A Comparison of a Living Trust to a Last Will

By Christine Funk, J.D.

A Comparison of a Living Trust to a Last Will

By Christine Funk, J.D.

Most people understand that both living trusts and last wills and testaments dictate what happens to a person's property after her death. However, there are important differences between these estate planning tools. Neither a living trust nor last will and testament is "better" or "worse" than the other. Rather, one person's situation is better suited for a living trust, while another's is better suited to a last will and testament. Understanding the different goals that are achieved with each is essential to determining which is best for a given individual.

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A Living Trust

When a person creates a living trust, she transfers her assets into the ownership of the trust. A living trust may be revocable or irrevocable. It is important to first understand some basic terms for a trust:

  • Grantor: person who creates the trust and is the owner of the property placed in a trust
  • Trustee: person in charge of managing the assets of the trust
  • Beneficiary: individual for whose benefit the trust was created and the assets are managed

Because living trusts are effective during life, the individual creating the trust usually acts in all three roles at once—the grantor, the trustee, and the beneficiary—until her death. While the grantor is alive, assets may move freely in and out of the trust, if it is a revocable trust.

Upon the death of the grantor, some or all of the living trust becomes an irrevocable trust. Assets may no longer be freely transferred in and out of the trust. Based on the terms of the trust, the assets may be managed for the benefit of the beneficiary (if, for example, the beneficiary is underage) or transferred directly to the beneficiary by the trustee. Transfers are based on the terms of the trust and are made without the supervision of a court. The terms of the trust and property held in the trust are private.

A Last Will and Testament

A will is different than a trust in that a will designates beneficiaries for an individual's assets upon the person's death. These assets must go through probate, which is the legal settlement of your estate. Probate is a public court process. As with any court proceeding, it requires an attorney and filing fees, which may become very expensive.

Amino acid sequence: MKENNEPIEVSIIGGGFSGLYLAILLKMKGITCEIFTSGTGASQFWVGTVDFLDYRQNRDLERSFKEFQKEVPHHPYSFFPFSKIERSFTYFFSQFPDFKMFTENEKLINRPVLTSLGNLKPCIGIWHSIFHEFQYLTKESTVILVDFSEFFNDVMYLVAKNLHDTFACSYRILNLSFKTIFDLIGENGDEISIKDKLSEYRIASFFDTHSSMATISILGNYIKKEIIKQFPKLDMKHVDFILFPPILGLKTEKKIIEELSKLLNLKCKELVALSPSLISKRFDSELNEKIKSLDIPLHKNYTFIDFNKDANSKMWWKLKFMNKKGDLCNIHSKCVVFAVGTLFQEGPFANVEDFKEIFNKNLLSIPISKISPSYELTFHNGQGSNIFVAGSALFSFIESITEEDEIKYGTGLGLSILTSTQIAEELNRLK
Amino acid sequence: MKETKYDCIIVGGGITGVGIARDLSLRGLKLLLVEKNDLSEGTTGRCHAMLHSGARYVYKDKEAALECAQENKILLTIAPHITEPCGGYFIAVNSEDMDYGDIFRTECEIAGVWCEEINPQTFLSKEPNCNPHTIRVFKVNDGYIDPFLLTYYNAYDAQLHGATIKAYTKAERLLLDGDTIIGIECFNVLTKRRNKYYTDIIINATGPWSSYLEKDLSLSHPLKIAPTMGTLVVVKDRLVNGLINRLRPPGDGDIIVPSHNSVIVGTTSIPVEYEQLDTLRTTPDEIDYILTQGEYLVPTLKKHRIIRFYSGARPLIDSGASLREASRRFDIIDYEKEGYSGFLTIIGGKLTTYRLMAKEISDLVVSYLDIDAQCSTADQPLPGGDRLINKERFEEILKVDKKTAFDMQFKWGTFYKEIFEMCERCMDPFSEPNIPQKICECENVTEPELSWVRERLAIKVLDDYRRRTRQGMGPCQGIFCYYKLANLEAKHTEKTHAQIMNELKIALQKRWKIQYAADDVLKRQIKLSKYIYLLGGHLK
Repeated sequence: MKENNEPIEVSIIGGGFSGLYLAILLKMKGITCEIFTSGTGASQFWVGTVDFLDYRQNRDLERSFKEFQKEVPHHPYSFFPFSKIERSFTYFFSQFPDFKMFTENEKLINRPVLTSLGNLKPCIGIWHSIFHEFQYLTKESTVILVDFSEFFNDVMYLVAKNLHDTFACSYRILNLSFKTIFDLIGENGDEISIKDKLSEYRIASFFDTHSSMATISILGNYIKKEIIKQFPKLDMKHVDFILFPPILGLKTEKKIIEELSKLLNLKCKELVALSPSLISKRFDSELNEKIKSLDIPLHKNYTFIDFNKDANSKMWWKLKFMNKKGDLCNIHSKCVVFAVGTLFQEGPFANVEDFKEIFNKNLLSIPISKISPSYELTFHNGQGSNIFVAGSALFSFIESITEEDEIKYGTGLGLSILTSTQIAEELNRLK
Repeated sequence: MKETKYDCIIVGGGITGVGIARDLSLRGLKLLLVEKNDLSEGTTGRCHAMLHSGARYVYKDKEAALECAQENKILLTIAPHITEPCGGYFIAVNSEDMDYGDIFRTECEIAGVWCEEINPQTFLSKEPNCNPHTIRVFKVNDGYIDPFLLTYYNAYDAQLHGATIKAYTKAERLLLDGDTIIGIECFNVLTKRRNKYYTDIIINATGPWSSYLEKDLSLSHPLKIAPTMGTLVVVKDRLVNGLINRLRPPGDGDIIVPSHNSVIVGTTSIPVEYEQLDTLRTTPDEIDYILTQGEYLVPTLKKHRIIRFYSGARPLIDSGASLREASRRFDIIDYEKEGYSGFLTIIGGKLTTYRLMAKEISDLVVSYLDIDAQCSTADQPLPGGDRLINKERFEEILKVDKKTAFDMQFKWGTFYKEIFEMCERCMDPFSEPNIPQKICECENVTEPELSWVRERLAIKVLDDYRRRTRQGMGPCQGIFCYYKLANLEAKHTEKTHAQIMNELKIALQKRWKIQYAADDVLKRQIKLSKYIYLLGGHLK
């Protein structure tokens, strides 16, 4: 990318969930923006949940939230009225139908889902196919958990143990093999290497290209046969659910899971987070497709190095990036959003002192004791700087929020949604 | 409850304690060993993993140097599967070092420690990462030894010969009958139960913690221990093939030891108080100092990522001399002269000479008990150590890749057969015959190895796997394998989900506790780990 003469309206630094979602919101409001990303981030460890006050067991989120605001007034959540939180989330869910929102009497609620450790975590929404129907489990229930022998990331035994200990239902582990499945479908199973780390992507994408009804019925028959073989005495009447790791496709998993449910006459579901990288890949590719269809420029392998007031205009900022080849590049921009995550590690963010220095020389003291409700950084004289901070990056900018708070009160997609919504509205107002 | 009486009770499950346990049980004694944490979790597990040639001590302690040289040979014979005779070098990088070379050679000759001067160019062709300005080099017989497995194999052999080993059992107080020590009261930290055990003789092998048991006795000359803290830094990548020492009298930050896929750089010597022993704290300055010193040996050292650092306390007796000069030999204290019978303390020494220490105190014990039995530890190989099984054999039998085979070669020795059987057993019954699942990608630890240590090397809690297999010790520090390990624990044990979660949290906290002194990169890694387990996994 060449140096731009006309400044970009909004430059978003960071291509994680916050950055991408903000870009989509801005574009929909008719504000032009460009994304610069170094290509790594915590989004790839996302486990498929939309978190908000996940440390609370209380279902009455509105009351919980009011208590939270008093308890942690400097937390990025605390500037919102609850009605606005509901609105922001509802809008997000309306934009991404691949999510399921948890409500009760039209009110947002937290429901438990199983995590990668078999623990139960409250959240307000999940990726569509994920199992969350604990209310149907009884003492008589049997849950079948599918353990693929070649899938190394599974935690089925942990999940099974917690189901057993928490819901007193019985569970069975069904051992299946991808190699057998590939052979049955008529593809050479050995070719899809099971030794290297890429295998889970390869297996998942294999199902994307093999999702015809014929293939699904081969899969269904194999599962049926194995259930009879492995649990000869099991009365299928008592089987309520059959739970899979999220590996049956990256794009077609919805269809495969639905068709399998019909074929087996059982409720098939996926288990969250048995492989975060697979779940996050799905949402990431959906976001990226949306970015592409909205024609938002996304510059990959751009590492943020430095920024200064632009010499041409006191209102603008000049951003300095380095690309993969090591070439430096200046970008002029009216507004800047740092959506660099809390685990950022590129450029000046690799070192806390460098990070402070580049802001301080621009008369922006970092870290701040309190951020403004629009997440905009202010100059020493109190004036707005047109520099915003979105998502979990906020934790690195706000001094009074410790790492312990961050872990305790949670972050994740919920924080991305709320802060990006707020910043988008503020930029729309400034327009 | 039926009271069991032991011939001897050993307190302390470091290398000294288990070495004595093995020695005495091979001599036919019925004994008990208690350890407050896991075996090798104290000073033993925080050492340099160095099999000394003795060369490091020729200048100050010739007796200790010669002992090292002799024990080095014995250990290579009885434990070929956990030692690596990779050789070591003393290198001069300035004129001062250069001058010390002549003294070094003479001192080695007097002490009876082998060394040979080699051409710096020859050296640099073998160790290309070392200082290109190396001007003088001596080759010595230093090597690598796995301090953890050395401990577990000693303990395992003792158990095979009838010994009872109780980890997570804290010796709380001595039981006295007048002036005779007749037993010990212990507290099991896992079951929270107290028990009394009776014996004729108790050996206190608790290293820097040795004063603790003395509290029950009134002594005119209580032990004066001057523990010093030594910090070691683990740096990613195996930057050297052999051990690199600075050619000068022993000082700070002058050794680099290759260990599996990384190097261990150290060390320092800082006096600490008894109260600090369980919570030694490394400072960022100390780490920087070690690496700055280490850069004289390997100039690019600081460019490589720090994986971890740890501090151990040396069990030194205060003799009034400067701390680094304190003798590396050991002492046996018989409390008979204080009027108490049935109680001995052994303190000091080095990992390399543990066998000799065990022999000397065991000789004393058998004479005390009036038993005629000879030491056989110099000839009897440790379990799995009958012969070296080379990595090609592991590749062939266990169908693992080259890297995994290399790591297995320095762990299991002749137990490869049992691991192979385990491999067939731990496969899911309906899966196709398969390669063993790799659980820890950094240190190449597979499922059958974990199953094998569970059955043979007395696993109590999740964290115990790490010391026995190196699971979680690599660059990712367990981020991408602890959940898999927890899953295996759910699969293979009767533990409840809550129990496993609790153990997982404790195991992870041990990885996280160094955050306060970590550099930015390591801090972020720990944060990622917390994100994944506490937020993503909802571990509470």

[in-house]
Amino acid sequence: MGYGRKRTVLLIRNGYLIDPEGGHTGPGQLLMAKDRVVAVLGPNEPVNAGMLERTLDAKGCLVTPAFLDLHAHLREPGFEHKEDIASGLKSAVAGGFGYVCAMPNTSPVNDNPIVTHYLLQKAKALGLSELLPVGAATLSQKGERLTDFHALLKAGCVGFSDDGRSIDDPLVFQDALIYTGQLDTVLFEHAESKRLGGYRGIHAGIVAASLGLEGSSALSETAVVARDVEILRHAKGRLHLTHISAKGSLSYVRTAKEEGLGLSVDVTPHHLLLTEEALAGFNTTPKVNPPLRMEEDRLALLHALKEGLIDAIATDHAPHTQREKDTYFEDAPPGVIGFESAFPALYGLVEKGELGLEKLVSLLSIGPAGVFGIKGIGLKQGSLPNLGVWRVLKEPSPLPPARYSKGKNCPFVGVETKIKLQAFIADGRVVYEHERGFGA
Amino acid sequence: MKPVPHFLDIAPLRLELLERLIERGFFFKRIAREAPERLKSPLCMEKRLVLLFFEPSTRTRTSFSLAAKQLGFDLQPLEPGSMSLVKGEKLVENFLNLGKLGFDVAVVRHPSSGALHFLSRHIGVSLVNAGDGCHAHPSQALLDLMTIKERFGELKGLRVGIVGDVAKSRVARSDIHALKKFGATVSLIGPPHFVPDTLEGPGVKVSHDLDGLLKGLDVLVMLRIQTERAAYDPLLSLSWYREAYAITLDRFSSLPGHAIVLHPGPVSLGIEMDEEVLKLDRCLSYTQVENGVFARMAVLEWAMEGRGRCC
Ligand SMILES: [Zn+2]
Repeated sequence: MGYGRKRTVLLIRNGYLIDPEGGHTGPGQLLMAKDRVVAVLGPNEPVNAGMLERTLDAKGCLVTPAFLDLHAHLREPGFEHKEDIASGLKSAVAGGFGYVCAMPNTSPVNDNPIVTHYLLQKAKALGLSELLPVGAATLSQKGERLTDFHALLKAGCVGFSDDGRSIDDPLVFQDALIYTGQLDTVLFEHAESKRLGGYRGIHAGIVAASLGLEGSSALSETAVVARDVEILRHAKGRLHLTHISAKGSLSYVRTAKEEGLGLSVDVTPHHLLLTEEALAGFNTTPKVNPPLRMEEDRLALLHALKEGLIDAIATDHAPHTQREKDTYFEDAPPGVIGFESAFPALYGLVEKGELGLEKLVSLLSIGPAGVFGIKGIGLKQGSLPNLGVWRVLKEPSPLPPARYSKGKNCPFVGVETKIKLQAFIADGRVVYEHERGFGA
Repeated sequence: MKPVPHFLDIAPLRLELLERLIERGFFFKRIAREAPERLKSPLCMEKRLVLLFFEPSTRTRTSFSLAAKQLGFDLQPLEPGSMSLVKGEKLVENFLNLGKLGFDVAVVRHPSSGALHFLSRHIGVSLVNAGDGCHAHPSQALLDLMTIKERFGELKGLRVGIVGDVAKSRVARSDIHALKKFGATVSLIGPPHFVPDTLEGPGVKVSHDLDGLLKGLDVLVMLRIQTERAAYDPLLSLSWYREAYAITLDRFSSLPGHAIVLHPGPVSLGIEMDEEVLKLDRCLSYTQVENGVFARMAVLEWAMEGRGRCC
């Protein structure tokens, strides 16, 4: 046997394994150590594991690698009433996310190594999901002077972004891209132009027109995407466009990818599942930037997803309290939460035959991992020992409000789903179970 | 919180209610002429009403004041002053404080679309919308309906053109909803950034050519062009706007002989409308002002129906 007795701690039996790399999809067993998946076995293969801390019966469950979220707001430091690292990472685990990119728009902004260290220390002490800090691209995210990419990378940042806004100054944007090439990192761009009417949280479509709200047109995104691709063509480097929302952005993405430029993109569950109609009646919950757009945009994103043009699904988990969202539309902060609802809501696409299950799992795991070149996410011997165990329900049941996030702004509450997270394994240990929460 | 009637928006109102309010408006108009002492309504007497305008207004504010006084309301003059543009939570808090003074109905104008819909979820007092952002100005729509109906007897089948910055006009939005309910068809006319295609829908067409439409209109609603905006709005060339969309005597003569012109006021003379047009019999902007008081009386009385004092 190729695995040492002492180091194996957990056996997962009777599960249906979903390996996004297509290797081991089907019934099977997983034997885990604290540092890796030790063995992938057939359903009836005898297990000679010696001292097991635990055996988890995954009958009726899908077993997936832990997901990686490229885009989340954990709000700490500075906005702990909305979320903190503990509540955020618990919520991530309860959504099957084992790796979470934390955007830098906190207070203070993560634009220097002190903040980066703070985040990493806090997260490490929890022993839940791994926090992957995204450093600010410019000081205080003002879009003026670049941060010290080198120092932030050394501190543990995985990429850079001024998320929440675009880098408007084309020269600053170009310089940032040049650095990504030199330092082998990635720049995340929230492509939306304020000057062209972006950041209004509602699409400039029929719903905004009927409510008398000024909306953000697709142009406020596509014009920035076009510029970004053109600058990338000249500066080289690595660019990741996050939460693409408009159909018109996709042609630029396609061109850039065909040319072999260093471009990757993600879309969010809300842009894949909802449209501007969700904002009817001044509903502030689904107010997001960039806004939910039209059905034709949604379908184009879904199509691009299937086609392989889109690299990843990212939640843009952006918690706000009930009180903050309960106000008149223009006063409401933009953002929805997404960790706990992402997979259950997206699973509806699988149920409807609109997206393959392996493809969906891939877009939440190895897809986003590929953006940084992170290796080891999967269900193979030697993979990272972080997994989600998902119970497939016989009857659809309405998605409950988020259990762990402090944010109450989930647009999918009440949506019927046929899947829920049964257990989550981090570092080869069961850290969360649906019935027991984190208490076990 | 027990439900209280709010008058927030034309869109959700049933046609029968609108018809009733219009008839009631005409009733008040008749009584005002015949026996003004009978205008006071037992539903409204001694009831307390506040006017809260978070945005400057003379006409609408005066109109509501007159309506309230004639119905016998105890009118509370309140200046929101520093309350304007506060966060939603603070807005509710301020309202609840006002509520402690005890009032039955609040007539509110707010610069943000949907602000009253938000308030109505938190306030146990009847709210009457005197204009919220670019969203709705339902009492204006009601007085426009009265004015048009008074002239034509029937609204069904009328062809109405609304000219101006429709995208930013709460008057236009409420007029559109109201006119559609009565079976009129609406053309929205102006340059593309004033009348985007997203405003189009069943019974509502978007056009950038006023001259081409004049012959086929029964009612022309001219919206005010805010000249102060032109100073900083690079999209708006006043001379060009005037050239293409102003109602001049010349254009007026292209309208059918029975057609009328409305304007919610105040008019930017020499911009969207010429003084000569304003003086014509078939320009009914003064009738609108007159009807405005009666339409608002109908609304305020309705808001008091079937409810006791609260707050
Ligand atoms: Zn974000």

You may revoke a will by writing another will and specifically declaring in the document that you revoke all your other wills.

Deciding Which Approach Is Right for You

Deciding which approach is right for you is a personal decision. As a general rule, people with assets may prefer a living trust to a will. This allows for the assets to be transferred more quickly and more privately than with a will. With a living trust, the assets are placed into the living trust, and, upon the death of the individual creating the trust, the assets transfer to their beneficiaries without public record.

Because wills are probated, a public record is made of the assets a person had prior to their death and to whom the assets were given. An executor, identified in the will, must file probate, make an inventory of all assets, and determine the value of these assets. Next, the executor distributes the assets. Estate taxes are assessed based on the value of the inheritance.

While a living trust costs more money up front, the attorney's fees for probate can well exceed the cost of setting up a living trust. Executors are also usually compensated for their efforts, which adds to the expense of probate.

Finally, even those with a living trust may decide to execute a pour-over will. This type of will declares that any property not currently in the trust at the time of death is left to the trust. This protects property, for example, acquired after the trust was created but before the person had the chance to include that property in the trust.

Be sure to consult a licensed estate planning attorney for more information about your state's specific requirements for a living trust and a last will and testament.

This portion of the site is for informational purposes only. The content is not legal advice. The statements and opinions are the expression of author, not LegalZoom, and have not been evaluated by LegalZoom for accuracy, completeness, or changes in the law.